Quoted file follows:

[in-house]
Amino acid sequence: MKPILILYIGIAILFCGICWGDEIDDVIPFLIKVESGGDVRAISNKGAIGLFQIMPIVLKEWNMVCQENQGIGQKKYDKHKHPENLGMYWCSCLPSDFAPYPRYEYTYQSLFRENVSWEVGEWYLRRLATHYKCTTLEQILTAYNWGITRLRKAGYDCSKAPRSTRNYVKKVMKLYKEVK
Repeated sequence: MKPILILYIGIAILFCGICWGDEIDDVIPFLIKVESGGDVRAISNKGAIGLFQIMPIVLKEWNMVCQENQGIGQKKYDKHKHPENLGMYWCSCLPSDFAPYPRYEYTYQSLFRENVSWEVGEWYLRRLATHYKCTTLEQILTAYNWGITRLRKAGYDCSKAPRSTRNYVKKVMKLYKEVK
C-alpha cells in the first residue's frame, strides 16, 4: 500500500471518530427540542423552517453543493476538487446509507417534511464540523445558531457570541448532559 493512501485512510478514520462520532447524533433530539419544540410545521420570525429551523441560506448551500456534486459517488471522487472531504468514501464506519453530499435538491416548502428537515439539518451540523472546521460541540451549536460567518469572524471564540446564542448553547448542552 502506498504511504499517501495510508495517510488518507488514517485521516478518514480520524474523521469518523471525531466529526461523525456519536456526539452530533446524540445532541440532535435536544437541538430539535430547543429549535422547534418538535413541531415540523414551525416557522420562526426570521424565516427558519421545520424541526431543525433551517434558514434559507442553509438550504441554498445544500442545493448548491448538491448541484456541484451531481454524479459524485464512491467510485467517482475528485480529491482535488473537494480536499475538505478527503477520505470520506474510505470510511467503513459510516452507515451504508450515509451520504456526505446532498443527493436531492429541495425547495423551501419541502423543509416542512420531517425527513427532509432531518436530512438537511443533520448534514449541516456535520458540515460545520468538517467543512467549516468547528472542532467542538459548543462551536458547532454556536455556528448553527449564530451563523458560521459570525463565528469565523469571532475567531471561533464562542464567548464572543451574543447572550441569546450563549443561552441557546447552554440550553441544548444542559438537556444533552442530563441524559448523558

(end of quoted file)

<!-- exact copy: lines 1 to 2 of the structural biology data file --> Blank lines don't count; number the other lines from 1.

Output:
[in-house]
Amino acid sequence: MKPILILYIGIAILFCGICWGDEIDDVIPFLIKVESGGDVRAISNKGAIGLFQIMPIVLKEWNMVCQENQGIGQKKYDKHKHPENLGMYWCSCLPSDFAPYPRYEYTYQSLFRENVSWEVGEWYLRRLATHYKCTTLEQILTAYNWGITRLRKAGYDCSKAPRSTRNYVKKVMKLYKEVK